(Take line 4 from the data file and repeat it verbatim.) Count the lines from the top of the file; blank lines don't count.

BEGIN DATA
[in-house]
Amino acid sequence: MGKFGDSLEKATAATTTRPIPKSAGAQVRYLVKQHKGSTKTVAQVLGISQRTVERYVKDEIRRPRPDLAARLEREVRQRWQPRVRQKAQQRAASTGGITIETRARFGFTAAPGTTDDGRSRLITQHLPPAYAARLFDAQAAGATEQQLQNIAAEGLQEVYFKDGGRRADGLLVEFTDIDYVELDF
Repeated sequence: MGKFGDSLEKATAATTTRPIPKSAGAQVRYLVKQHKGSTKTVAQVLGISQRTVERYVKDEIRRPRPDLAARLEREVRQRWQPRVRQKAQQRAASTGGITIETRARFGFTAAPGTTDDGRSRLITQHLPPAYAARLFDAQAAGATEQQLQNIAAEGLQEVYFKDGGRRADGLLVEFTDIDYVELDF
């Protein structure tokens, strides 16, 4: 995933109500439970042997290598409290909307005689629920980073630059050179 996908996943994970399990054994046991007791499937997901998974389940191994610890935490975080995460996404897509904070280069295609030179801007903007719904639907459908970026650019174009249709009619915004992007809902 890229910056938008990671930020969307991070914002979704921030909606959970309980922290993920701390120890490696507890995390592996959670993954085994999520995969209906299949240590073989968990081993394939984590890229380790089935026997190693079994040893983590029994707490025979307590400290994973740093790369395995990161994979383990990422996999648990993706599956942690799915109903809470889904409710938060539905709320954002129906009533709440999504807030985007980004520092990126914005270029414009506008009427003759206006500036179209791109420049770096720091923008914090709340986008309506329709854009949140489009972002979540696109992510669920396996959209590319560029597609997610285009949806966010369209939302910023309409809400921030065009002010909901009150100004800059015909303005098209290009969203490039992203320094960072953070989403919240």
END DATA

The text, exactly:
């Protein structure tokens, strides 16, 4: 995933109500439970042997290598409290909307005689629920980073630059050179 996908996943994970399990054994046991007791499937997901998974389940191994610890935490975080995460996404897509904070280069295609030179801007903007719904639907459908970026650019174009249709009619915004992007809902 890229910056938008990671930020969307991070914002979704921030909606959970309980922290993920701390120890490696507890995390592996959670993954085994999520995969209906299949240590073989968990081993394939984590890229380790089935026997190693079994040893983590029994707490025979307590400290994973740093790369395995990161994979383990990422996999648990993706599956942690799915109903809470889904409710938060539905709320954002129906009533709440999504807030985007980004520092990126914005270029414009506008009427003759206006500036179209791109420049770096720091923008914090709340986008309506329709854009949140489009972002979540696109992510669920396996959209590319560029597609997610285009949806966010369209939302910023309409809400921030065009002010909901009150100004800059015909303005098209290009969203490039992203320094960072953070989403919240």